What Should You Do When the Police Pull You Over?
What should you do when the police pull you over?
We’ve all heard the media reports of people who have been assaulted by police, wrongfully arrested by police, or even killed by police on the side of the road. What can you do to minimize the possibility of a negative or even violent outcome when someone in uniform with a loaded gun forces you to stop on the side of the road and then approaches your car window?
Below, we will discuss what to do when police pull you over, including:
- Your rights when are pulled over by police,
- Common misconceptions about your rights when pulled over by police,
- What you can do to make a police encounter go as smoothly as possible and minimize the risk of an arrest or violence.
When the Police Pull You Over – Know Your Rights
Your constitutional rights kick in as soon as a police officer turns their blue lights on – a traffic stop is a “Fourth Amendment event” because you are being detained against your will, and you have the right to remain silent, the right to an attorney if you are being questioned, and the right to be free from unreasonable searches or detentions.
Your Right to Remain Silent
You have the right to remain silent during a traffic stop.
I’m not suggesting that you should ignore the officer and say nothing – I don’t imagine that encounter will end well…
I am suggesting that, after providing the officer with your driver’s license, insurance, and registration, and briefly engaging in any harmless “small talk,” you should politely decline to answer questions.
The officer may be investigating you for a crime that you are unaware of, and they aren’t likely to fill you in before asking questions that could be unintentionally incriminating. In many cases, the officer is asking you questions to try and get consent to search your vehicle or to “manufacture” probable cause so they can search your vehicle.
Be polite, but, once you have provided the officer with the necessary documentation, ask them, “Am I free to go?” and politely decline to answer any further questions.
Your Right to Be Free from Unreasonable Search or Seizure
One common misconception is that police must get a warrant before searching your vehicle when they pull you over.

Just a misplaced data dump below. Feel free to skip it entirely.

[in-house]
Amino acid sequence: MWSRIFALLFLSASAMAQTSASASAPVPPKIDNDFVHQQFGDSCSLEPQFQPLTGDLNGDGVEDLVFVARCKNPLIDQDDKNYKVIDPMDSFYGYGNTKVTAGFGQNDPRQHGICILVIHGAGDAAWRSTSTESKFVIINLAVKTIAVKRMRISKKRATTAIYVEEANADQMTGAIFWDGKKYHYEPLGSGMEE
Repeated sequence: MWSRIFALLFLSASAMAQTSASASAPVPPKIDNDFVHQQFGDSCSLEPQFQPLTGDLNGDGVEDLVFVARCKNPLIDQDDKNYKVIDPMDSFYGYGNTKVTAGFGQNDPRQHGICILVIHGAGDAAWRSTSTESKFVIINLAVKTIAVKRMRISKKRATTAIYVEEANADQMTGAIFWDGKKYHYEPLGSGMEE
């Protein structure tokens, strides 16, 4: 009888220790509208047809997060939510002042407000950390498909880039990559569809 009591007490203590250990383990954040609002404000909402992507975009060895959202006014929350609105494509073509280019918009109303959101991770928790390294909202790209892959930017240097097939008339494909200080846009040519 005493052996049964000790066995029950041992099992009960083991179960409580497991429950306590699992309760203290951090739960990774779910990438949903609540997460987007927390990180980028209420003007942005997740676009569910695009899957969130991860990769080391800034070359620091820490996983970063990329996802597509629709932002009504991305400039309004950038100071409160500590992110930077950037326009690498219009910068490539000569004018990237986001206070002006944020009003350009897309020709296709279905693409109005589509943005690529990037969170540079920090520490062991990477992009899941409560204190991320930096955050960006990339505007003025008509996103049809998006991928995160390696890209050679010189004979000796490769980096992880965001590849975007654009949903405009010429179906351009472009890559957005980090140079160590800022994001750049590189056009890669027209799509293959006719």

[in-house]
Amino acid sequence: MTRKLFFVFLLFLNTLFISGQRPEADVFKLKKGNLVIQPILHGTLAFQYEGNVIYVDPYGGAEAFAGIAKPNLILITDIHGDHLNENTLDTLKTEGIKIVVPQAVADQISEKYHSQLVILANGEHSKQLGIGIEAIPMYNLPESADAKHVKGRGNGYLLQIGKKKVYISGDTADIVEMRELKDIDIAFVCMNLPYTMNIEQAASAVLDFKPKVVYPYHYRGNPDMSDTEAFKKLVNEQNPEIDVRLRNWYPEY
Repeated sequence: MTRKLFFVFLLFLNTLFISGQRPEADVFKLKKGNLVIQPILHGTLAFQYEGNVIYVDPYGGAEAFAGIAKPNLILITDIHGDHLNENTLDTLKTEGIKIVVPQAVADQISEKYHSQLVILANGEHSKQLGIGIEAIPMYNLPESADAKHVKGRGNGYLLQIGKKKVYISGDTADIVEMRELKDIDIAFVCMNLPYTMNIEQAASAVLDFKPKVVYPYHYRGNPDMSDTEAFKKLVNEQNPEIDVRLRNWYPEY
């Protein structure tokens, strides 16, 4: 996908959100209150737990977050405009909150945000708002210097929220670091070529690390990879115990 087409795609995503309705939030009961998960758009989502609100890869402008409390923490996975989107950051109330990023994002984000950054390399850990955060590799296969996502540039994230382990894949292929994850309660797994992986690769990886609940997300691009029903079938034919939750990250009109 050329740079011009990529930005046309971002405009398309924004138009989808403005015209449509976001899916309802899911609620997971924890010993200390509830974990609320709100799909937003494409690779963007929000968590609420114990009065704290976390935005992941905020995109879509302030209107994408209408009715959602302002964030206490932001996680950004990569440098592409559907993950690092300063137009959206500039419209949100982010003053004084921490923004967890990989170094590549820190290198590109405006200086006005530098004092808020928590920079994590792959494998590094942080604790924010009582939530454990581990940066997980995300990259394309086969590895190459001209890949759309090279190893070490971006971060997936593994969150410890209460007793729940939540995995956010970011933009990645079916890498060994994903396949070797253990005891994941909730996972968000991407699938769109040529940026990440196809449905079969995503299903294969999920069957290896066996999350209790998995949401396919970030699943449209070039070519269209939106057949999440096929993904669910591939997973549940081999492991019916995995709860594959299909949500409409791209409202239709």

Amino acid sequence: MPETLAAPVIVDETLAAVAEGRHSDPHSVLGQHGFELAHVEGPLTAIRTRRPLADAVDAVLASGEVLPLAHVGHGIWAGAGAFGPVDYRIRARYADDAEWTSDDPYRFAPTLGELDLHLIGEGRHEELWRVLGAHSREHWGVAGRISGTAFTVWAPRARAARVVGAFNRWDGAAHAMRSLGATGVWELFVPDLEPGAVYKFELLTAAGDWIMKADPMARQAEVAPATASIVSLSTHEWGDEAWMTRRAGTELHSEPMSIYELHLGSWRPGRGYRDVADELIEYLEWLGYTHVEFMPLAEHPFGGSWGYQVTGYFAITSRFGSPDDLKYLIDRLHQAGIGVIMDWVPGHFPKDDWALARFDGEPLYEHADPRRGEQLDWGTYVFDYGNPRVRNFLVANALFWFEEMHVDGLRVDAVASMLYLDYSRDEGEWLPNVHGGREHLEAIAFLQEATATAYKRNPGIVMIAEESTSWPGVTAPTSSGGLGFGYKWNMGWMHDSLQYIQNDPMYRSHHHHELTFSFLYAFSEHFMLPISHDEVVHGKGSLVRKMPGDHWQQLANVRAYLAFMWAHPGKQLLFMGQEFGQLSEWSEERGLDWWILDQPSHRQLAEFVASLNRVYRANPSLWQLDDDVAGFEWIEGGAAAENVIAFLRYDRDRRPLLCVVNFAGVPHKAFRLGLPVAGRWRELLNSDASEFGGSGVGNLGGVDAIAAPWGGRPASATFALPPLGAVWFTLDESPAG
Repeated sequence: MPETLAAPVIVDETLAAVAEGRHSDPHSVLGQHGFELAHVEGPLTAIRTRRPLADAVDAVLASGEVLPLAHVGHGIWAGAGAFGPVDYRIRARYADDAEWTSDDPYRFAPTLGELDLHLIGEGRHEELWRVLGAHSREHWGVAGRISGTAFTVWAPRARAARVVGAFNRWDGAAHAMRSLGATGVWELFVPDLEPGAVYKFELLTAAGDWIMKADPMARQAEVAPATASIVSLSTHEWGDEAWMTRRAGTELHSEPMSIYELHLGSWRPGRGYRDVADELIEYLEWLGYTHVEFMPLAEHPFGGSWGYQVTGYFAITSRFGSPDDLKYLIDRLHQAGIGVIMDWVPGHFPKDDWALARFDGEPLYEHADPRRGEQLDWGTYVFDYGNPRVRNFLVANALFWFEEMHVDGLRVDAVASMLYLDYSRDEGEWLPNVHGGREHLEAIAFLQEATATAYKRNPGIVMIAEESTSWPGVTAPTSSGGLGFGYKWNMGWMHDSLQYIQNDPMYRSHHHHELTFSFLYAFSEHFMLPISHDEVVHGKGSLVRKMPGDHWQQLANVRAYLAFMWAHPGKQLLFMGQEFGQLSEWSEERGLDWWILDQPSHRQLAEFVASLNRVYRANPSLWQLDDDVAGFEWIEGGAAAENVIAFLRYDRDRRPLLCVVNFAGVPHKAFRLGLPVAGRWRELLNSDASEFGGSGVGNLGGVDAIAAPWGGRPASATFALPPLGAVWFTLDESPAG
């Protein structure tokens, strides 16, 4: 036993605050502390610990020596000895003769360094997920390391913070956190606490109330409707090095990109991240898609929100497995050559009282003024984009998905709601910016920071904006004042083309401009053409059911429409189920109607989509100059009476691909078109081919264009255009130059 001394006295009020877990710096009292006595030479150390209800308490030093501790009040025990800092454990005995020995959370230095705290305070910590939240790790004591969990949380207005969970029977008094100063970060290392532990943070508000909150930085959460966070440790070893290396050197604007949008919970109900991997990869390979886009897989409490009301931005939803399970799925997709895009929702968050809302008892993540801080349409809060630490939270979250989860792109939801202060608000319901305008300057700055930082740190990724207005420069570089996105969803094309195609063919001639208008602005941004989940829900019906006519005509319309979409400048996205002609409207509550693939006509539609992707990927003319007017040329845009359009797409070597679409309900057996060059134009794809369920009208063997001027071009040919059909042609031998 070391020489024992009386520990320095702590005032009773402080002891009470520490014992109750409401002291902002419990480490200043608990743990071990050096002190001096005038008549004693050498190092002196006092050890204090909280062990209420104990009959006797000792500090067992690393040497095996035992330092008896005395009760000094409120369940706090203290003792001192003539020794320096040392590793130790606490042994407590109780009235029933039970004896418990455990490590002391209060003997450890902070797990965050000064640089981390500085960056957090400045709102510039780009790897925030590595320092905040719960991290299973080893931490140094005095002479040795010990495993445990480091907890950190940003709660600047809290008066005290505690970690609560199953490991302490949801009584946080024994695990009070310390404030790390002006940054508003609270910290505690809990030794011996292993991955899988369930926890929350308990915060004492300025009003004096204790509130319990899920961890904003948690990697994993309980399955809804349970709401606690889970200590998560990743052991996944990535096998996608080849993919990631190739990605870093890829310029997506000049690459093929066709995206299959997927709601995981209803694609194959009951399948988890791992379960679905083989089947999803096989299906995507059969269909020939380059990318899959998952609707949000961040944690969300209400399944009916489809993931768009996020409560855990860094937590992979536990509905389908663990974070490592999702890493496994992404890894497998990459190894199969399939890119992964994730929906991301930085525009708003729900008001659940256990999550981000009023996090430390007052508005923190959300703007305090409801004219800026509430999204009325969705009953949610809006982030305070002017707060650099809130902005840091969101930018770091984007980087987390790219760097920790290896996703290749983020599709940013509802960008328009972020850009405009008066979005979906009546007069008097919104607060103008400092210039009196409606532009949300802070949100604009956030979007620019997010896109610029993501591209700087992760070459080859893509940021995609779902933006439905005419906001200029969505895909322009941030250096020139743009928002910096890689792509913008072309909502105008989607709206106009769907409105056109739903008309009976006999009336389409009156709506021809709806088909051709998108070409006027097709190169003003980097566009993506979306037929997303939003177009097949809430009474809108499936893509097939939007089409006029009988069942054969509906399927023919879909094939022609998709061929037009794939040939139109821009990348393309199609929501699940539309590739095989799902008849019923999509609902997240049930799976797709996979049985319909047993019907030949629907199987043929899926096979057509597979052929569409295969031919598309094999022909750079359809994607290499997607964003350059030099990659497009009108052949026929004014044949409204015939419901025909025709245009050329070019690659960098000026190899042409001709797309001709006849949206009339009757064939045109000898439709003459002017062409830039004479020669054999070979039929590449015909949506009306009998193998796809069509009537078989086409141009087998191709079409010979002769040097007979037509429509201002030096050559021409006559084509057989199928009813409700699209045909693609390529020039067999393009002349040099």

They don’t – the “automobile exception” to the search warrant requirement allows police to search your car when they have probable cause, without a warrant and without your permission.
Who decides whether there is probable cause? The officer does, initially, but you will have the opportunity to challenge that decision later in court if you are charged with a crime.
- Pull you over if they suspect a traffic violation has occurred,
- Hold you on the side of the road long enough to check your documents and write a ticket,
- Ask you to step out of the vehicle and you must comply,
- Do a “cursory” search of the vehicle for weapons if they have “reasonable suspicion” (a lower standard than probable cause, or
- Search your vehicle if they have probable cause that there is evidence of a crime.
Your Right to an Attorney
You have the right to an attorney before police question you.
Obviously, an attorney is not going to come out and represent you on the side of the road when you are involved in a traffic stop, so what’s the point?
If you ask for an attorney, the police must stop questioning you. If police are attempting to question you on the side of the road, politely tell them you do not want to answer questions and that you want your attorney if they are going to continue.
If your request for an attorney is unambiguous, and they continue to interrogate you, any statements you make in response to their questions may be excluded in court if you are arrested.